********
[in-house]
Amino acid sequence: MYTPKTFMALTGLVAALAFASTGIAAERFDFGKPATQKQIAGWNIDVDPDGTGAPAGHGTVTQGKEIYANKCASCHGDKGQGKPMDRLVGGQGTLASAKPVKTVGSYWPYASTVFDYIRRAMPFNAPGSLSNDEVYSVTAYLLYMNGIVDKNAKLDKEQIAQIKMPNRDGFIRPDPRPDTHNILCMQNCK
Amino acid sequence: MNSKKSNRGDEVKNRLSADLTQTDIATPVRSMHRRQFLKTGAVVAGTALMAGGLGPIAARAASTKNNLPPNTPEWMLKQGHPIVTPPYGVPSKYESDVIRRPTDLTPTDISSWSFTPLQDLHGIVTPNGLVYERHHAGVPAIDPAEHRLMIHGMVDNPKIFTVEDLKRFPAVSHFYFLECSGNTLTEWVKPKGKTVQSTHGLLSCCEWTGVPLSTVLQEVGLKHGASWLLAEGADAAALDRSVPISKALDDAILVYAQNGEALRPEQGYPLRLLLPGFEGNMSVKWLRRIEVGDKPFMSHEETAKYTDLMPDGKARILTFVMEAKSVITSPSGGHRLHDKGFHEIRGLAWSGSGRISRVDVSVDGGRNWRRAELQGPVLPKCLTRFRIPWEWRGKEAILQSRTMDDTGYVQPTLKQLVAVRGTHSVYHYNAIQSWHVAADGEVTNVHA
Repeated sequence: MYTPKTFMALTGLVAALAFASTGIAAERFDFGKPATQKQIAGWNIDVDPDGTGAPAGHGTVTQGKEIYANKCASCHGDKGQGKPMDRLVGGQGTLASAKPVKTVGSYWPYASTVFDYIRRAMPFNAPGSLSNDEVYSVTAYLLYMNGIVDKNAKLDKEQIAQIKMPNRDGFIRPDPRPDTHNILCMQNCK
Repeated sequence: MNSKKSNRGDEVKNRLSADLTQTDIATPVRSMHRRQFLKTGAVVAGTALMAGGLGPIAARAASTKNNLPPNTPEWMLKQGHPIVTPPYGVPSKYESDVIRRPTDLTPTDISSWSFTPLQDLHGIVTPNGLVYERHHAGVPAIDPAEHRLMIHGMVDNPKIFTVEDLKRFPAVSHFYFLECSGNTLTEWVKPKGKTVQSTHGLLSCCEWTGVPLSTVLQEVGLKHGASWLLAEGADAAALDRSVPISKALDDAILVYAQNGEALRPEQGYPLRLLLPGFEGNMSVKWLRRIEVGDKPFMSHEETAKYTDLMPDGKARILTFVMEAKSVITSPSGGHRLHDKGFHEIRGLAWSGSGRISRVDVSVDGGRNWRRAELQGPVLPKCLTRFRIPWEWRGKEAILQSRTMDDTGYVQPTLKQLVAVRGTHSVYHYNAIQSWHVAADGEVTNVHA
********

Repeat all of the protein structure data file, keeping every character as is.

[in-house]
Amino acid sequence: MYTPKTFMALTGLVAALAFASTGIAAERFDFGKPATQKQIAGWNIDVDPDGTGAPAGHGTVTQGKEIYANKCASCHGDKGQGKPMDRLVGGQGTLASAKPVKTVGSYWPYASTVFDYIRRAMPFNAPGSLSNDEVYSVTAYLLYMNGIVDKNAKLDKEQIAQIKMPNRDGFIRPDPRPDTHNILCMQNCK
Amino acid sequence: MNSKKSNRGDEVKNRLSADLTQTDIATPVRSMHRRQFLKTGAVVAGTALMAGGLGPIAARAASTKNNLPPNTPEWMLKQGHPIVTPPYGVPSKYESDVIRRPTDLTPTDISSWSFTPLQDLHGIVTPNGLVYERHHAGVPAIDPAEHRLMIHGMVDNPKIFTVEDLKRFPAVSHFYFLECSGNTLTEWVKPKGKTVQSTHGLLSCCEWTGVPLSTVLQEVGLKHGASWLLAEGADAAALDRSVPISKALDDAILVYAQNGEALRPEQGYPLRLLLPGFEGNMSVKWLRRIEVGDKPFMSHEETAKYTDLMPDGKARILTFVMEAKSVITSPSGGHRLHDKGFHEIRGLAWSGSGRISRVDVSVDGGRNWRRAELQGPVLPKCLTRFRIPWEWRGKEAILQSRTMDDTGYVQPTLKQLVAVRGTHSVYHYNAIQSWHVAADGEVTNVHA
Repeated sequence: MYTPKTFMALTGLVAALAFASTGIAAERFDFGKPATQKQIAGWNIDVDPDGTGAPAGHGTVTQGKEIYANKCASCHGDKGQGKPMDRLVGGQGTLASAKPVKTVGSYWPYASTVFDYIRRAMPFNAPGSLSNDEVYSVTAYLLYMNGIVDKNAKLDKEQIAQIKMPNRDGFIRPDPRPDTHNILCMQNCK
Repeated sequence: MNSKKSNRGDEVKNRLSADLTQTDIATPVRSMHRRQFLKTGAVVAGTALMAGGLGPIAARAASTKNNLPPNTPEWMLKQGHPIVTPPYGVPSKYESDVIRRPTDLTPTDISSWSFTPLQDLHGIVTPNGLVYERHHAGVPAIDPAEHRLMIHGMVDNPKIFTVEDLKRFPAVSHFYFLECSGNTLTEWVKPKGKTVQSTHGLLSCCEWTGVPLSTVLQEVGLKHGASWLLAEGADAAALDRSVPISKALDDAILVYAQNGEALRPEQGYPLRLLLPGFEGNMSVKWLRRIEVGDKPFMSHEETAKYTDLMPDGKARILTFVMEAKSVITSPSGGHRLHDKGFHEIRGLAWSGSGRISRVDVSVDGGRNWRRAELQGPVLPKCLTRFRIPWEWRGKEAILQSRTMDDTGYVQPTLKQLVAVRGTHSVYHYNAIQSWHVAADGEVTNVHA